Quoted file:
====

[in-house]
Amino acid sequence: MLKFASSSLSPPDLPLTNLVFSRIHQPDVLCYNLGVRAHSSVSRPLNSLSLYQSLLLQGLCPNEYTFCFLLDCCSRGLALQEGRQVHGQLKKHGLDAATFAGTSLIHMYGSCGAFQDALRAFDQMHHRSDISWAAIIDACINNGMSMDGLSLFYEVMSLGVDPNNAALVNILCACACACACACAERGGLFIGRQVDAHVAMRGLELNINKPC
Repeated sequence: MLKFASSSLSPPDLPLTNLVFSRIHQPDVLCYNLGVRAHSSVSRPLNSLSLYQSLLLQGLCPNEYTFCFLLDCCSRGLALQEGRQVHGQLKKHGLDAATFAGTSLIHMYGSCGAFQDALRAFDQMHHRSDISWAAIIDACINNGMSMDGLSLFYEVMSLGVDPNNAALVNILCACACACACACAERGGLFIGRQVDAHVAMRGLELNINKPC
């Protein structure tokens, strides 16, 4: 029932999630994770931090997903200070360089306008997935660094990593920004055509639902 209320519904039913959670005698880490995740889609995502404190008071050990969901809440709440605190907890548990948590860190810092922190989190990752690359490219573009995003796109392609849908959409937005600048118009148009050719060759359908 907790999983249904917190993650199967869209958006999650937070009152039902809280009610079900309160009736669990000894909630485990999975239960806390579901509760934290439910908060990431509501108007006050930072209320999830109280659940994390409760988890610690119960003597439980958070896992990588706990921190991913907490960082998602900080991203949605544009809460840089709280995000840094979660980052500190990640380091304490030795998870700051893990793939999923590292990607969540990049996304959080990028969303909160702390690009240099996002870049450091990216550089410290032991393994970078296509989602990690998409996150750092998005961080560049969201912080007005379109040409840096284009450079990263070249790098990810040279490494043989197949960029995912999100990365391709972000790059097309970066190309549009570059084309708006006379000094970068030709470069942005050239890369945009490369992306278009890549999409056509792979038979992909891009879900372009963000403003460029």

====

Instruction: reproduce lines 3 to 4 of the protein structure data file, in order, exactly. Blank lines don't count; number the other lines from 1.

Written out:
Repeated sequence: MLKFASSSLSPPDLPLTNLVFSRIHQPDVLCYNLGVRAHSSVSRPLNSLSLYQSLLLQGLCPNEYTFCFLLDCCSRGLALQEGRQVHGQLKKHGLDAATFAGTSLIHMYGSCGAFQDALRAFDQMHHRSDISWAAIIDACINNGMSMDGLSLFYEVMSLGVDPNNAALVNILCACACACACACAERGGLFIGRQVDAHVAMRGLELNINKPC
């Protein structure tokens, strides 16, 4: 029932999630994770931090997903200070360089306008997935660094990593920004055509639902 209320519904039913959670005698880490995740889609995502404190008071050990969901809440709440605190907890548990948590860190810092922190989190990752690359490219573009995003796109392609849908959409937005600048118009148009050719060759359908 907790999983249904917190993650199967869209958006999650937070009152039902809280009610079900309160009736669990000894909630485990999975239960806390579901509760934290439910908060990431509501108007006050930072209320999830109280659940994390409760988890610690119960003597439980958070896992990588706990921190991913907490960082998602900080991203949605544009809460840089709280995000840094979660980052500190990640380091304490030795998870700051893990793939999923590292990607969540990049996304959080990028969303909160702390690009240099996002870049450091990216550089410290032991393994970078296509989602990690998409996150750092998005961080560049969201912080007005379109040409840096284009450079990263070249790098990810040279490494043989197949960029995912999100990365391709972000790059097309970066190309549009570059084309708006006379000094970068030709470069942005050239890369945009490369992306278009890549999409056509792979038979992909891009879900372009963000403003460029």